Apple Watch is the trigger for wireless-power-for-wearables ramp-up, says analyst

January 16, 2015 // By Graham Prophet
Propelled by the arrival of the Apple Watch, the global market for wireless power and charging in wearable applications is set to attain a spectacular 3,000% expansion (albeit from a miniscule base) in 2015 compared to 2014, according to IHS Technology.

Global revenue this year from shipments of wireless power receivers and transmitters in wearable applications will surge to more than $480 million, up from just $15 million last year, as shown in the attached figure. By 2019, wireless charging in wearables will generate revenue exceeding $1 billion.

“Growth this year will be remarkable for wireless charging in wearable electronic devices, even if in reality the overall penetration of wireless charging into wearables is relatively low given the billions of wearables that are shipped into the consumer market every year,” said Vicky Yussuff, analyst for wireless charging at IHS Technology. “Still, interest in the use of wireless charging remains high on the part of wearable technology providers and device original equipment manufacturers. As a result, penetration is expected to escalate rapidly over the next five years.”

Apple Watch to spark growth

In particular, 2015 is anticipated to be an important year for wearable electronics with many of the leading consumer electronics suppliers introducing wireless charging in their products, including smartwatches.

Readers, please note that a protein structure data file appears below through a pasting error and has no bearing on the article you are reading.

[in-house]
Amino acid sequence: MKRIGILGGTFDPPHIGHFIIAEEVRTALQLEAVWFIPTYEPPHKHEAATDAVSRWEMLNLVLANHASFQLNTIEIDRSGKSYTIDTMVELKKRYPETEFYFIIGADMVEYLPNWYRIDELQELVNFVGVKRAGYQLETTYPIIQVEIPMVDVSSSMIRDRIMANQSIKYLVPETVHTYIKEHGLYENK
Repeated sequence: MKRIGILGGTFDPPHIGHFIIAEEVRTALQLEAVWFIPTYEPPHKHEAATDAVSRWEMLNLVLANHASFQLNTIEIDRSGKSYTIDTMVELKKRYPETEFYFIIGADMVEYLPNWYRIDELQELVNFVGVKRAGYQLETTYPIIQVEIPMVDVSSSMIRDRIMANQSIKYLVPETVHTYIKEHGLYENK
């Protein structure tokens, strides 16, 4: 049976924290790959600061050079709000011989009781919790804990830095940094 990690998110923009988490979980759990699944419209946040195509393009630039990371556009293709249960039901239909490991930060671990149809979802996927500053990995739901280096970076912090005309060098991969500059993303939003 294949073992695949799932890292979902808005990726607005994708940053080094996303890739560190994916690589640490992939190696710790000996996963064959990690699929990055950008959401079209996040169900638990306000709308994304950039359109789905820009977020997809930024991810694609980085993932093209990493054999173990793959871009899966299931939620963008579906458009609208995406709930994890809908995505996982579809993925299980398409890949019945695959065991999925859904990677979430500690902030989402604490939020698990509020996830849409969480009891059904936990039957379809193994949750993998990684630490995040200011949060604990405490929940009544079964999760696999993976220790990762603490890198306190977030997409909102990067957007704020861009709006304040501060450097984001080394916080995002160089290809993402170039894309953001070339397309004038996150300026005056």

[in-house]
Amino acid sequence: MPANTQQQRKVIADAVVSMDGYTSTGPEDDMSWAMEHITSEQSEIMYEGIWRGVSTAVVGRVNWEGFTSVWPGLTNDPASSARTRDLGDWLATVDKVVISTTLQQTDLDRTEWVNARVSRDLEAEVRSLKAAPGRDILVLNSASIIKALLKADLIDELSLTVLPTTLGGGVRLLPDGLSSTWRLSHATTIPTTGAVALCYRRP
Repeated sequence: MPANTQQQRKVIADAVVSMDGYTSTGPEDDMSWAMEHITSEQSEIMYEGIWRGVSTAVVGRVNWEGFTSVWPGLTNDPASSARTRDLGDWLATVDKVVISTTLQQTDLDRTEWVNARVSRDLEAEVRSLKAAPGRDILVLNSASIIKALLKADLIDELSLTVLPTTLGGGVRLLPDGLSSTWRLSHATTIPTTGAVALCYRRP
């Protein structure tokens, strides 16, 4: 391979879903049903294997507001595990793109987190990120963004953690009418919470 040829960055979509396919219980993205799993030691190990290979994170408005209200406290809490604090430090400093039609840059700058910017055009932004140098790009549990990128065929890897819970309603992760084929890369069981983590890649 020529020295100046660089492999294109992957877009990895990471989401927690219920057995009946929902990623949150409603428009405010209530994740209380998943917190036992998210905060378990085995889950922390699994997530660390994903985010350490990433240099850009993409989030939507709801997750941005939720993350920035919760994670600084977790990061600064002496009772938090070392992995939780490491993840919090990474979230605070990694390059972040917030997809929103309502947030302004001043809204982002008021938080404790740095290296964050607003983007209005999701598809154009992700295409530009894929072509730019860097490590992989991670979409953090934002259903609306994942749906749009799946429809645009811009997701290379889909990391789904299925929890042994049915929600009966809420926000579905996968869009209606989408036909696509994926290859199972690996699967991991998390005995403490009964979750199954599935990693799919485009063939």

The highest-profile example is the Apple Watch. The smartwatch will ship with Apple’s proprietary MagSafe inductive charging solution, and is expected for release by the end of the second quarter this year. While Apple’s announcement at the end of 2014 did not really promote the benefits that wireless charging technology has to offer, the product is still expected to drive some awareness of wireless charging. Of the total number of wireless-charging-enabled receiver devices forecast to be shipped in wearable electronics in 2015, Apple Watch is projected to take a dominant share, accounting for more than 70% of total revenue in wireless-charging-enabled wearable devices.

At present, wireless charging solutions typically consist of a pad or mat on which consumers can place an enabled device for charging, without having to connect the device and the pad or mat physically. The enabled device, such as a smartwatch, can be picked up for use and